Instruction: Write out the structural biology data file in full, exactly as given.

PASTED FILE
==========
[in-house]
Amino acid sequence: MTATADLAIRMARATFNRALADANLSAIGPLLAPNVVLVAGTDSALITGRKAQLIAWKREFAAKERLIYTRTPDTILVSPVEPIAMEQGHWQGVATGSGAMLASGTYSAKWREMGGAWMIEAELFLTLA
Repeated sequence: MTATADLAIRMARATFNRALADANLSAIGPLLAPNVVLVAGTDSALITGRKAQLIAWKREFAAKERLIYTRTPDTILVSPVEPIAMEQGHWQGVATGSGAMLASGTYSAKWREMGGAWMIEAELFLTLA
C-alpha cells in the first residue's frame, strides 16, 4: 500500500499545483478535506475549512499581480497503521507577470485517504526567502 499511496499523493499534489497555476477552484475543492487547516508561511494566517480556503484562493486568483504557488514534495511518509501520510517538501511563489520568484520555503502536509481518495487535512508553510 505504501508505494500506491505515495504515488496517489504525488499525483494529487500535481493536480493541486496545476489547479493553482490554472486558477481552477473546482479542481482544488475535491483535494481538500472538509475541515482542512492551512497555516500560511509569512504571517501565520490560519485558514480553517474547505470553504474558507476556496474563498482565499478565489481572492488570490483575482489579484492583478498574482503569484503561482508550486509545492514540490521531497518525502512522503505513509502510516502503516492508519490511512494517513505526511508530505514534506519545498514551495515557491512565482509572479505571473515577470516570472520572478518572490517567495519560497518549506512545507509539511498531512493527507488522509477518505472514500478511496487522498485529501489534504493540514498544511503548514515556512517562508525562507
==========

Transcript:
[in-house]
Amino acid sequence: MTATADLAIRMARATFNRALADANLSAIGPLLAPNVVLVAGTDSALITGRKAQLIAWKREFAAKERLIYTRTPDTILVSPVEPIAMEQGHWQGVATGSGAMLASGTYSAKWREMGGAWMIEAELFLTLA
Repeated sequence: MTATADLAIRMARATFNRALADANLSAIGPLLAPNVVLVAGTDSALITGRKAQLIAWKREFAAKERLIYTRTPDTILVSPVEPIAMEQGHWQGVATGSGAMLASGTYSAKWREMGGAWMIEAELFLTLA
C-alpha cells in the first residue's frame, strides 16, 4: 500500500499545483478535506475549512499581480497503521507577470485517504526567502 499511496499523493499534489497555476477552484475543492487547516508561511494566517480556503484562493486568483504557488514534495511518509501520510517538501511563489520568484520555503502536509481518495487535512508553510 505504501508505494500506491505515495504515488496517489504525488499525483494529487500535481493536480493541486496545476489547479493553482490554472486558477481552477473546482479542481482544488475535491483535494481538500472538509475541515482542512492551512497555516500560511509569512504571517501565520490560519485558514480553517474547505470553504474558507476556496474563498482565499478565489481572492488570490483575482489579484492583478498574482503569484503561482508550486509545492514540490521531497518525502512522503505513509502510516502503516492508519490511512494517513505526511508530505514534506519545498514551495515557491512565482509572479505571473515577470516570472520572478518572490517567495519560497518549506512545507509539511498531512493527507488522509477518505472514500478511496487522498485529501489534504493540514498544511503548514515556512517562508525562507